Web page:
Those businesses will still acquire using earn-outs because that’s the most tested model, but the philosophy is fundamentally different – it’s a growth play, about broadening out the business. They’re looking beyond organic growth into pastures new.
Next, also looking to pastures new, are the publishers, the media houses, the tech players, the data groups and other new entrants.
None of them are hardwired to be earn-out acquirers. St. Ives’ deals have all included earn-outs, but as a publisher it wouldn’t be the natural model – traditionally it would usually buy a title on some sort of cash-flow/revenue model. But they are sensitive to the way marcoms agency acquisitions work so are happy to flex the way they do things. However the earn-out structures where they apply in the marcoms space tend to be shorter, because integration is key: 12-24 months rather than three to five years. That also means they tend to buy 100 per cent of the equity rather than just taking a piece of the pie.
The classic way for an agency to join a tech business, for example, essentially involves it being plugged into the clients of the tech business as a new sales channel. This requires immediate integration and doesn’t usually allow for an earnout deal structure.
The world of management consultancy is fairly brutal and the people are assets. If you’re talking to a big managing consulting firm, its brand trumps yours and you have to respect that. Playing in the managing consulting world means a different kind of conversation and a different kind of day rate; you either lose your brand entirely as happened to Financial Dynamics (bought by FTI Consulting) or become part of a specialist such as Deloitte Digital (left) where the agency becomes a specialist team in the consultancy’s office. It has access to talented people, new clients and the entire infrastructure, but it’s become part of something much bigger. That can, of course, also lead to a cultural clash on occasion as processes can be extremely different.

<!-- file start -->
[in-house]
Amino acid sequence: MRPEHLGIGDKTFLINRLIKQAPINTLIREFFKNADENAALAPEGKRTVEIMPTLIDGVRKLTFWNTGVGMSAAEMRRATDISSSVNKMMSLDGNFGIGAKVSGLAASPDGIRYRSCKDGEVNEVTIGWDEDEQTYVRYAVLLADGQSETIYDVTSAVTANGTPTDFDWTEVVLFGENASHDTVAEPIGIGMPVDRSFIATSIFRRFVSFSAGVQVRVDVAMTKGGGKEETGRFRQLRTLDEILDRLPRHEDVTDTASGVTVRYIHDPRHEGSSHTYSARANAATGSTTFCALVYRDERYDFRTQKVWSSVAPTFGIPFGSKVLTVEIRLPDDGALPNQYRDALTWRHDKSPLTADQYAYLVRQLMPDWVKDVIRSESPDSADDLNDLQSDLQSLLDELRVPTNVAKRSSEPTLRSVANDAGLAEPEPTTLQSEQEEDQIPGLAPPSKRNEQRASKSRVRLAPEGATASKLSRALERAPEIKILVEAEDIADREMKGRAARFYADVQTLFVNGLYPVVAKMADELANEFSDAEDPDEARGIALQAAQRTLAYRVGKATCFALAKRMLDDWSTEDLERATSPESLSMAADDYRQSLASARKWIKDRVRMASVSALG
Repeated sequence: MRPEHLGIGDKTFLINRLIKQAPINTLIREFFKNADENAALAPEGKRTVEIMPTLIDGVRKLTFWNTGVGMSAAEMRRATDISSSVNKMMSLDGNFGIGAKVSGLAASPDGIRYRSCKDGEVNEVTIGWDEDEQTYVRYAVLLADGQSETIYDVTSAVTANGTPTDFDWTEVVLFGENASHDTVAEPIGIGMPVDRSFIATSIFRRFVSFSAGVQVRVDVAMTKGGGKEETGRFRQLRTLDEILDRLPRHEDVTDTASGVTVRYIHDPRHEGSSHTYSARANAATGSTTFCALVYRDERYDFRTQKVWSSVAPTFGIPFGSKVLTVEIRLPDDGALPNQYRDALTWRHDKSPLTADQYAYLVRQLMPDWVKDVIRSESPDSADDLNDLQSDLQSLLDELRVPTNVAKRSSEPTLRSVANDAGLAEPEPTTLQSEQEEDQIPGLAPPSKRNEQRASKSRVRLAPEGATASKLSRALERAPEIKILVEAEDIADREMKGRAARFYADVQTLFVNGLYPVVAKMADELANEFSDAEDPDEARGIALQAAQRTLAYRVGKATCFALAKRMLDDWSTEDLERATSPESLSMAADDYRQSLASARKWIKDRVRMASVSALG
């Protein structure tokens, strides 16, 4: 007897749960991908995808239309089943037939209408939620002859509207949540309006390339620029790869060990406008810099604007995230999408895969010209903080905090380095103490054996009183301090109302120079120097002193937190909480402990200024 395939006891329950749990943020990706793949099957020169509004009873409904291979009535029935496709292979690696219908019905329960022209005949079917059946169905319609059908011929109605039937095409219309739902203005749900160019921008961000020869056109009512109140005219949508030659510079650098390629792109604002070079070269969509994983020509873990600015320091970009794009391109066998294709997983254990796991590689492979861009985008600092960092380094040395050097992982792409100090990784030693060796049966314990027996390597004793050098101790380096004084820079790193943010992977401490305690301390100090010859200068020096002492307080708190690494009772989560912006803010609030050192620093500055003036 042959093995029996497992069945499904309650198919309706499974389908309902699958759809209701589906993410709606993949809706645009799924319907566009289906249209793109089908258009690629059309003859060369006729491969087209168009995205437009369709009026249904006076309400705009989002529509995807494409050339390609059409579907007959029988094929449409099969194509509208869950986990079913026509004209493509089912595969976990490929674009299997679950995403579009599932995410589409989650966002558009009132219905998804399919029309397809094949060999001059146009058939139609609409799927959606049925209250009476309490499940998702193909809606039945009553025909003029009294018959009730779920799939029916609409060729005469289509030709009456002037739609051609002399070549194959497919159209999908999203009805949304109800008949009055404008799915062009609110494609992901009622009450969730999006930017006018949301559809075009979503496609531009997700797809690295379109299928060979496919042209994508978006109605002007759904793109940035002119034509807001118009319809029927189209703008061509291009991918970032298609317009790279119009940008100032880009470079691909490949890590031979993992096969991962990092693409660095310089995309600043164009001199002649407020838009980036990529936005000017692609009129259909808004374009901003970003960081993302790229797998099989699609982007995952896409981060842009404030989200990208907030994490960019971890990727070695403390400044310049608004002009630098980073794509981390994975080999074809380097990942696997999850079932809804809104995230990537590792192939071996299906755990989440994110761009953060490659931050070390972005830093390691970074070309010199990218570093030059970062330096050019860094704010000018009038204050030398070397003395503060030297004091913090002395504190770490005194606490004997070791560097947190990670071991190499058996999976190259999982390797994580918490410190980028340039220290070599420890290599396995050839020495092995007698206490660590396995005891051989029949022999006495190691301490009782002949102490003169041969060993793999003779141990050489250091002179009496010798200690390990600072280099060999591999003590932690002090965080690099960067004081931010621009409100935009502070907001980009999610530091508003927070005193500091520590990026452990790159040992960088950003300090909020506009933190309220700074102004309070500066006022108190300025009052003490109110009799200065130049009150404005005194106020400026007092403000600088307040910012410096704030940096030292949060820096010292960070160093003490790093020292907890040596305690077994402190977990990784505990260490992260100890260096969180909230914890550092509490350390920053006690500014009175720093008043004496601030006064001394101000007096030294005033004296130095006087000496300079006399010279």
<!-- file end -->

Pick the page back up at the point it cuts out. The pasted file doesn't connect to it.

Of course, the consultancies also have specific audiences: CEOs, CFOs, CMOs and CIOs/CTOs. Agencies talking to those people (and all of them; not just one or two) are more likely to interest the PWCs and KPMGs of the world, keen to cross-sell their other consulting services.
Private equity (PE)
This is a complete contrast to the networks: PE houses are sellers and resellers, buying businesses solely to sell them and make a profit. That means they try to buy them as cheaply as possible and engineer their exit for as much value as possible. They can be very supportive of growth, but after three to five years they are looking to go somewhere else. It can be a great step along the way but it isn’t the end game.
PE investors are often best suited to agencies where some but not all of the shareholders want to realise value now, for example where a founder partner wants to retire or to derisk. PE is also useful for ambitious groups that want to grow by acquisition and need funds to do this.